That was a long time ago. Time moves on. And if people used to join up with churches because of what they believe, now they join churches because of what they do. Does the place have programs? Is there something to do? Is there a good children’s program? Are the teenagers kept busy? Is there good music, however understood? Pick the activity, choose the church. Shop around for the right church – not so much on what it says, but what it does. We have been going through a long season where doing seems to be more important than believing.
So I wonder about this. There used to be a day when you could sort out the Presbyterians who believed in predestination from the Methodists who got all rowdy about prevenient grace. The distinctions mattered, once upon a time. They were hammered out carefully, sometimes forcefully, often literally.
It’s always been that way. Christians were the people who paid attention to the words. They labored to speak the correct words in the best possible order. For about seven hundred years, Rome was at odds with Constantinople. Each glistening city was a center for the Christian church, just as each was the center of its own expansive empire. Rome was to the west, Constantinople was to the east. Each was a Christian city, and they lived in tension with the other.
The tension went back as far as the Nicene Council, convened in 325 AD. The council sought to bring unity to all Christians. One of the central unifying concerns could be stated this way: how much do God and Jesus overlap? Is God divine and Jesus human? Is Jesus half-divine and half-human? And the Nicene answer is that Jesus is completely human and completely divine. That’s what the church believes; issue settled.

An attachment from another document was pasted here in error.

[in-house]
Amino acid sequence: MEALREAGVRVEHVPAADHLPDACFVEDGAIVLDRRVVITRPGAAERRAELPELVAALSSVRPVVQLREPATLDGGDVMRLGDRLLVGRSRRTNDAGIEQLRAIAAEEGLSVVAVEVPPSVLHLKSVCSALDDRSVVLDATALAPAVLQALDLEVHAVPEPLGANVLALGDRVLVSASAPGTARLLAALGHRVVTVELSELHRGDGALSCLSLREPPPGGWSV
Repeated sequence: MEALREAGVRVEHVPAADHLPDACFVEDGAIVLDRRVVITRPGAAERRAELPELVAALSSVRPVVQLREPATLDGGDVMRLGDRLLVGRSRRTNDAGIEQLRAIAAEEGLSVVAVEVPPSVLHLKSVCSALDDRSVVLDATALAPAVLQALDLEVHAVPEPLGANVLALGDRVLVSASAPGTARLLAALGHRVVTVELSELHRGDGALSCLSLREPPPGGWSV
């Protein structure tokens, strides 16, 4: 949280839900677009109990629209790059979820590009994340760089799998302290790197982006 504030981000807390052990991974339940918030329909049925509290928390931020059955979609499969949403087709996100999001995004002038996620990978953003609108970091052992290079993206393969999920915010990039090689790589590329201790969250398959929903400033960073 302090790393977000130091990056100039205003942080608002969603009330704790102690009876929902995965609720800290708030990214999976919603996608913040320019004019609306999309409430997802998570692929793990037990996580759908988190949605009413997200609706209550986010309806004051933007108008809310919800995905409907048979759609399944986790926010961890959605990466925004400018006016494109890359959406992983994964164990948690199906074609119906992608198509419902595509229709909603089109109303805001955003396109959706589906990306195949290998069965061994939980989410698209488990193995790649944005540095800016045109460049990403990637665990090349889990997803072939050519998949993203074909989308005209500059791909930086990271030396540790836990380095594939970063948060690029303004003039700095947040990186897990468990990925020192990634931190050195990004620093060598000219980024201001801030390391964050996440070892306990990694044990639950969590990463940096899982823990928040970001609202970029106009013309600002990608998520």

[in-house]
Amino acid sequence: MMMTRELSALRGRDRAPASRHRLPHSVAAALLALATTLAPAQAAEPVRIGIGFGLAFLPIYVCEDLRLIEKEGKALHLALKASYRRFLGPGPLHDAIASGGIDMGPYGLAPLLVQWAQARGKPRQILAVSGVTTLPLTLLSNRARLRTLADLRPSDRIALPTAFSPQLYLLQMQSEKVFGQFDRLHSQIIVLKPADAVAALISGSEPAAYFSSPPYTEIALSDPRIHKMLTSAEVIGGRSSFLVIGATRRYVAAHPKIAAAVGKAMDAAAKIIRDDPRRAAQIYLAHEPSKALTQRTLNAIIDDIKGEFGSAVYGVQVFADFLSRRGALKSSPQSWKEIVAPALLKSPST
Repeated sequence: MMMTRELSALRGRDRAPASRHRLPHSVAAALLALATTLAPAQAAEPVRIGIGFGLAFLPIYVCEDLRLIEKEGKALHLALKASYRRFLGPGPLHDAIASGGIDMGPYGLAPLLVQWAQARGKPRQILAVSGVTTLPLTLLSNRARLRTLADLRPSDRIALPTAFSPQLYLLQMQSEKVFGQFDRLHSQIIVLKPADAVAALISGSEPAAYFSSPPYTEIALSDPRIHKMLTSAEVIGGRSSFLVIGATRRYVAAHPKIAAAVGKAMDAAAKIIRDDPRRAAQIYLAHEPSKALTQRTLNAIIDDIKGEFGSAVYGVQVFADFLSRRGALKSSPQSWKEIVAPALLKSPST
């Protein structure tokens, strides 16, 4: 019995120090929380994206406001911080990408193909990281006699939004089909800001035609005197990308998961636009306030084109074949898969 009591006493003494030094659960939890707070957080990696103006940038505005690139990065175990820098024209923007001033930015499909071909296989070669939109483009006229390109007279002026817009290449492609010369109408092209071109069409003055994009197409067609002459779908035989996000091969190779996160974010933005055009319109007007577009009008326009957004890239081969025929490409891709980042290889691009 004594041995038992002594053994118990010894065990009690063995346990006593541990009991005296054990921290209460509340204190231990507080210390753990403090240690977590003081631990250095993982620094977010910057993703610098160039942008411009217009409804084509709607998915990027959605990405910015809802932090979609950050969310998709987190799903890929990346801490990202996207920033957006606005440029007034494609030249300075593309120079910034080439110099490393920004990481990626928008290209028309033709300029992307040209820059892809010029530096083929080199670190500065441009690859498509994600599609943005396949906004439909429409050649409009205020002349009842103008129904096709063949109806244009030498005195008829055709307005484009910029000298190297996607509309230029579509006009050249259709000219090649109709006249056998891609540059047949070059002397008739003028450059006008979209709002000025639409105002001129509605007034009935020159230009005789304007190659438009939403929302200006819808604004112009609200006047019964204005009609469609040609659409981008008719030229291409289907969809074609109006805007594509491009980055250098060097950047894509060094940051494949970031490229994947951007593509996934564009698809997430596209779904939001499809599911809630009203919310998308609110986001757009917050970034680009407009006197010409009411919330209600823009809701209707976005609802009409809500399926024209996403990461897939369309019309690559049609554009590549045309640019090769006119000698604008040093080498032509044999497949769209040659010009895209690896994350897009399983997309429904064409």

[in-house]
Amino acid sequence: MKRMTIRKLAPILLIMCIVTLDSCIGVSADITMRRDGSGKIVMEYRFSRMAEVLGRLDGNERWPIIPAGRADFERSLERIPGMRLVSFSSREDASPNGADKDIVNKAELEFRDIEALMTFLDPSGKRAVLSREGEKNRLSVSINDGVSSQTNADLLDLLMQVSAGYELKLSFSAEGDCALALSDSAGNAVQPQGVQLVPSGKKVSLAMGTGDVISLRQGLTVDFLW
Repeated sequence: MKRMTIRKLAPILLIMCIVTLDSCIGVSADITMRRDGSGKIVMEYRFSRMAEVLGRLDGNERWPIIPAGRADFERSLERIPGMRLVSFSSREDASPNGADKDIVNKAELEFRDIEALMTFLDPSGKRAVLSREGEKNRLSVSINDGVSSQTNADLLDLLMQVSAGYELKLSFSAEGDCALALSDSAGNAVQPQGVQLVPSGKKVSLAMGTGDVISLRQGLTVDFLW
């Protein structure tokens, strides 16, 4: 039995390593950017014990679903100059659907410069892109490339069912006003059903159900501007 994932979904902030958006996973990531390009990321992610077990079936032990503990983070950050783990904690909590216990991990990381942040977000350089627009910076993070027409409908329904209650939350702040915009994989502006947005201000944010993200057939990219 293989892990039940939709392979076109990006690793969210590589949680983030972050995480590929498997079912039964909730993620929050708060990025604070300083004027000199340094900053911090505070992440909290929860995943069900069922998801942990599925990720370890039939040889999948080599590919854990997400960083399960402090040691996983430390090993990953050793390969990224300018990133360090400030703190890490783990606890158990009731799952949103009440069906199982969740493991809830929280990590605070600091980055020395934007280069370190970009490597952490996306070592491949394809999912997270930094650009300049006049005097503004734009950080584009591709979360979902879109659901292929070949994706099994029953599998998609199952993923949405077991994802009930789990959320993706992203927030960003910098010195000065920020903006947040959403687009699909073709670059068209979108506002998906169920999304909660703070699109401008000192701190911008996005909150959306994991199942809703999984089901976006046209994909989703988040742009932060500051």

But it was never settled. Not in church. You see, in church, all the votes may be a hundred percent, but it’s never unanimous. That’s why the church has parking lots, to continue discussions on matters already settled. The tension of the Nicene Council continued almost seven hundred years after the theology was decided. And then the Pope of Rome added a phrase that the Patriarch of Constantinople never wanted.
The issue was where does the Holy Spirit come from? The Pope’s people declared, “The Holy Spirit proceeds from the Father and the Son.” The Patriarch’s people said, “The Holy Spirit comes from the Father, only from the Father, not the Son. That’s what we decided in 325 AD.” And in 1014 AD, East and West split because of three words that the Western church added to the Nicene Creed. That was the proverbial straw that broke the single Christian church into Eastern Orthodox church and the Roman Catholic church. A three word phrase! You can say, “What are three words?” The Pope and the Patriarch would say they make all the difference in the world.
People don’t pay attention to the words. Not like they once did. There is the Church of Jesus Christ of Latter Day Saints – now they tell us that they are Christian. They call themselves a church. They mention Jesus Christ in their name. The Mormon marketing people say they are Christian – even though the historical Christian churches have never declared them close to our circles of faith.
That’s because the Mormon beliefs are profoundly different from anything that the Catholics, the Orthodox, or the Presbyterians would agree on. To a lot of us, the Mormon church is an American re-invention, based on the visions of a man who left the Christian church in 1830 and claimed to receive golden messages that nobody else has ever actually proved. Now it’s true that Mormon people lead exemplary lives, lives that could be great models for the Christians, but it’s also true that nobody pays much attention to how Mormon words differ profoundly from truly Christian words.